Open

Coming up

Don't miss

Replay


LATEST SHOWS

MEDIAWATCH

No strategy and a beige suit

Read more

THE WORLD THIS WEEK

The World This Week - 29 August 2014 (part 2)

Read more

THE WORLD THIS WEEK

The World This Week - 29 August 2014

Read more

ENCORE!

Alain Choquette: A Hilarious Magician in Paris

Read more

FOCUS

France welcomes Iraqi Christian refugees

Read more

FRANCE IN FOCUS

Emmanuel Macron: A new economy minister with a pro-business agenda

Read more

THE OBSERVERS

More of this year's best Observers stories

Read more

#TECH 24

Changing the world, one video game at a time

Read more

IN THE PAPERS

Socialist Party summer conference kicks off in explosive atmosphere

Read more

  • US aid drops begin in besieged Iraqi town of Amerli

    Read more

  • EU leaders choose Tusk and Mogherini for top jobs, discuss Russia sanctions

    Read more

  • Opposition protesters clash with Pakistani police outside PM's house

    Read more

  • Austerity row overshadows French Socialist’s annual rally

    Read more

  • Egypt sentences Brotherhood leader Badie to life

    Read more

  • Ceasfire allows Gaza families to relax on the beach

    Read more

  • S. Africa condemns 'military coup' in Lesotho

    Read more

  • Kerry calls for 'coalition of nations' to battle IS militants

    Read more

  • Ukrainian plane with seven on board crashes in Algeria

    Read more

  • Exclusive: Fabius warns Russia of more sanctions

    Read more

  • IMF backs Lagarde amid French corruption probe

    Read more

  • Ebola drug ‘ZMapp’ heals all monkeys in study

    Read more

  • British killer escapes from French psychiatric hospital

    Read more

  • Police hunt for British boy with brain tumour taken to France

    Read more

  • Ukraine to relaunch NATO membership bid

    Read more

  • Suriname leader’s son pleads guilty to courting Hezbollah

    Read more

  • Mapping Ukraine: Canada and Russia in ‘tweet for tat’ row

    Read more

Americas

Obama unveils plan to slash deficit and boost growth

Text by News Wires

Latest update : 2011-09-19

US President Barack Obama has called for higher taxes on companies and the wealthy as part of his plan to cut the deficit by some $3 trillion over the next decade, setting the stage for a showdown with Republicans in Congress.

REUTERS - President Barack Obama on Monday laid out a $3 trillion plan to cut U.S. deficits by raising taxes on the rich, but Republicans mocked it as a political stunt, signaling the proposal has little chance of becoming law.

Vowing to veto any cuts to Medicare unless Congress hikes taxes on companies and the wealthy, the Democratic president's recommendations set the stage for an ideological fight with Republicans that will stretch through Election Day 2012.

"I will not support any plan that puts all the burden on closing our deficit on ordinary Americans," Obama said. "We are not going to have a one-sided deal that hurts the folks who are most vulnerable."

With polls showing most Americans unhappy with his economic leadership, Obama's re-election hopes could hinge on his ability to convince voters that Republicans represent the rich, not the middle class. That was the main theme of his remarks on Monday, in which he repeatedly said all Americans must pay their "fair share" of taxes.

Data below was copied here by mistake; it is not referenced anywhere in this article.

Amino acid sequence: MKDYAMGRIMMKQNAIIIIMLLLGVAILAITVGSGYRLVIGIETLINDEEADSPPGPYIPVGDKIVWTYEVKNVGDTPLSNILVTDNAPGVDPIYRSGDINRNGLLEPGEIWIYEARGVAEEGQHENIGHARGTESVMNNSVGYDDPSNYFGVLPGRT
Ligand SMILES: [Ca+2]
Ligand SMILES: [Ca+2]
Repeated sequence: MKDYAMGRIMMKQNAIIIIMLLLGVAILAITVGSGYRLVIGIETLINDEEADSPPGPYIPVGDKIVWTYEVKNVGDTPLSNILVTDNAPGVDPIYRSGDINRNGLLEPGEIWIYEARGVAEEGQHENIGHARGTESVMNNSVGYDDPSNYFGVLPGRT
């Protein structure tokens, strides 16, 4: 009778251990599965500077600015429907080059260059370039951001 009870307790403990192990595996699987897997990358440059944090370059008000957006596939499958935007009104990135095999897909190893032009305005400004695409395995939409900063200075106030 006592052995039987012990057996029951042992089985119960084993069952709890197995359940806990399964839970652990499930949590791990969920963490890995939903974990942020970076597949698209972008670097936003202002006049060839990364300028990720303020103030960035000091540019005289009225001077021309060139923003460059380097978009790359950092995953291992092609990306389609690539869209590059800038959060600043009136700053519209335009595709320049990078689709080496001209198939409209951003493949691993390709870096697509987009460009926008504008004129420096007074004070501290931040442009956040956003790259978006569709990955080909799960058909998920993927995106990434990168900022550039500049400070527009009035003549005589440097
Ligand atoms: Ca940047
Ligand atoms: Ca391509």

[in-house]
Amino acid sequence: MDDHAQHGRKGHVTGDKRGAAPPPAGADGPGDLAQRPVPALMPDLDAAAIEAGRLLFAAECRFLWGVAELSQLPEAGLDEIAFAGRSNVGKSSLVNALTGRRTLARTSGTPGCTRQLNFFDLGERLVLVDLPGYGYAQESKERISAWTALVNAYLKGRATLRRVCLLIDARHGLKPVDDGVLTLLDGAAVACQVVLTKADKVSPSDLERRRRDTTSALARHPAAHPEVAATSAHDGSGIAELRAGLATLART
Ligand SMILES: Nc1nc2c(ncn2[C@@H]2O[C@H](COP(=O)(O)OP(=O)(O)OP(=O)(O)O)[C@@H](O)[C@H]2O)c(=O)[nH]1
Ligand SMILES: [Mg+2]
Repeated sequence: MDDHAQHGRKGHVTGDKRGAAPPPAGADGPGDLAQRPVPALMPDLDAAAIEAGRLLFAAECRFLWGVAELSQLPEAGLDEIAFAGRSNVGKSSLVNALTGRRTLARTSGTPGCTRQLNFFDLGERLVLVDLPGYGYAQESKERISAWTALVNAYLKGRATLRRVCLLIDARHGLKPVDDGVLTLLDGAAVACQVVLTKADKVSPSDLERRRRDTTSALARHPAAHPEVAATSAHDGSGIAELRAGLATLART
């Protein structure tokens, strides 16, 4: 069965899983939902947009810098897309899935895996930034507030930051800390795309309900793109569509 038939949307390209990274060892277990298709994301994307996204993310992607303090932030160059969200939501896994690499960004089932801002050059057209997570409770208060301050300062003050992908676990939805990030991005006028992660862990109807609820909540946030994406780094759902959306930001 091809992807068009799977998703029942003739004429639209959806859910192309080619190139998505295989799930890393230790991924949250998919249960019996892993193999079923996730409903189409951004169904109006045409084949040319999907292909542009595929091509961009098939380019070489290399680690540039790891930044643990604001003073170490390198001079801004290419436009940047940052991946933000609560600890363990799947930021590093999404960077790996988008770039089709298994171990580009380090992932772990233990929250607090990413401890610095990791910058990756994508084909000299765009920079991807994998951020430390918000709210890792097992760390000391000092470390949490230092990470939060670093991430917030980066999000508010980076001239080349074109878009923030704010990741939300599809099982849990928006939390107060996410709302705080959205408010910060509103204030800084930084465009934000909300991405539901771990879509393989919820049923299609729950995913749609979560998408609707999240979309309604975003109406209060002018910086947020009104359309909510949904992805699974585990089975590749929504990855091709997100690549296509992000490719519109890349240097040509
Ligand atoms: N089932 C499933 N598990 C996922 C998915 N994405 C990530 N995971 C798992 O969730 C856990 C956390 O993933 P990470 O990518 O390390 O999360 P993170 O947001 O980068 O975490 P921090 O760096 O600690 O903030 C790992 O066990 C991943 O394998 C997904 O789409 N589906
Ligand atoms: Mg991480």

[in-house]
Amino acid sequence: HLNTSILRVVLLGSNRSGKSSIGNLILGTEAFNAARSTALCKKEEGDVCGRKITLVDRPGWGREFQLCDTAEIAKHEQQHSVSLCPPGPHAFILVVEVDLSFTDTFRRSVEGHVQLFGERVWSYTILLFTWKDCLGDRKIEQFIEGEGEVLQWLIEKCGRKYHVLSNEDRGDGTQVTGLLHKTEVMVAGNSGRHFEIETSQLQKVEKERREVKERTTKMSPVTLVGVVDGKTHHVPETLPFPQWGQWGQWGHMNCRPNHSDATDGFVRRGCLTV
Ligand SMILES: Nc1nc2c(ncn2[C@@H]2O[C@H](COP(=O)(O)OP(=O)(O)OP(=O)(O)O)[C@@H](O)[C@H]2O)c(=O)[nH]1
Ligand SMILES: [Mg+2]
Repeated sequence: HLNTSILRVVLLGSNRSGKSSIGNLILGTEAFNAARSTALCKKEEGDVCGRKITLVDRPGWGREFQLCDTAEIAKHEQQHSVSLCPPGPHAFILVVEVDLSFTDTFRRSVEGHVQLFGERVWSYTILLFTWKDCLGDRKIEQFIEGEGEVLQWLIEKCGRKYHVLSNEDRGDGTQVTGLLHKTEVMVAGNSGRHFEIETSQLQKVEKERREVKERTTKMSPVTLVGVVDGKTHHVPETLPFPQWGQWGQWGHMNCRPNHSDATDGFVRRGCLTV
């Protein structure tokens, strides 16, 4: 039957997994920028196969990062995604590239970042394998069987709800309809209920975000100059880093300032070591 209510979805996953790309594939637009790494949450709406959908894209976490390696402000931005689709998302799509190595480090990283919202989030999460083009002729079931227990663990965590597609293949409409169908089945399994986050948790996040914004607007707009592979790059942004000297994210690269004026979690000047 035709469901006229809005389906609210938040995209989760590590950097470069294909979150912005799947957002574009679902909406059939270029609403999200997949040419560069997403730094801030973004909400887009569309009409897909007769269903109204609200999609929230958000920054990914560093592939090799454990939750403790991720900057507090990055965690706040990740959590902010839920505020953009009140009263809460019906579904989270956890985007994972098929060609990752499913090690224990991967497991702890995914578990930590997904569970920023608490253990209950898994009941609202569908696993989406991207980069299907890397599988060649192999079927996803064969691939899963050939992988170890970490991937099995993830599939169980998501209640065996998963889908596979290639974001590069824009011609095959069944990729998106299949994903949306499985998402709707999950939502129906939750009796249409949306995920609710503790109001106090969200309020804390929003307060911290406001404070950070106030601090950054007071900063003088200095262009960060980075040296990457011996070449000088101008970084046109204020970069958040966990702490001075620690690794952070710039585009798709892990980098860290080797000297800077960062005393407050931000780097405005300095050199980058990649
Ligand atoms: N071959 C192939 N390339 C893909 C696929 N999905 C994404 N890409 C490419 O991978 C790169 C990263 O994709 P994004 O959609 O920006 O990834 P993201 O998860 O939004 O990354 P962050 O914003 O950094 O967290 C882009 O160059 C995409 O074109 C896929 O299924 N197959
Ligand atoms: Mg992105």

Republicans have consistently opposed any measures resembling tax hikes, saying they will hurt the struggling U.S. economy by increasing the burden on job-creating businesses.

"Veto threats, a massive tax hike, phantom savings, and punting on entitlement reform is not a recipe for economic or job growth," said Republican Senate leader Mitch McConnell.

Obama's speech underscored a more aggressive approach to defend Democratic principles after two budget fights earlier this year in which he ended up compromising with Republicans and suffering criticism for doing so from his liberal base.

"This is purely politics, aimed at Obama's demoralized base. It undoubtedly has been poll-tested, so now Obama has a populist campaign issue. There's obviously no chance this could pass (on a vote in Congress)," said Greg Valliere, chief political strategist at consultancy Potomac Research Group.

Super committee

Obama's plan proposes $3 trillion in savings over the next decade with roughly half of those savings coming from higher tax revenues.

His recommendations will go to a congressional "super committee" charged with finding deficit savings of at least $1.2 trillion by Nov. 23. Congress must then vote on the panel's proposal by Dec. 23 or automatic spending cuts will be triggered across government agencies, beginning in 2013.

Investors want evidence that Washington's political leaders are capable of tackling the towering U.S. deficit and the country's mounting debts, after ratings agency Standard & Poor's cut the U.S. AAA rating in August. Agencies have threatened fresh action if Washington fails to produce a credible plan for addressing long-term debt.

Obama's plan does not raise the eligibility age for Medicare recipients, something he proposed during debt ceiling negotiations with House Speaker John Boehner over the summer.

Instead, he is proposing something more palatable to the left -- $248 billion in Medicare savings, the bulk of which will come from reducing overpayments to health care providers.

Medicare and Medicaid are viewed by analysts as the biggest contributors to long-term U.S. deficits, which voters see as a key issue in the election. The U.S. budget deficit in 2011 is expected to be about $1.3 trillion.

 

 

Date created : 2011-09-19

  • USA

    Obama jobs bill set to be next Washington showdown

    Read more

  • FINANCE

    Should governments tax the rich to get out of debt?

    Read more

COMMENT(S)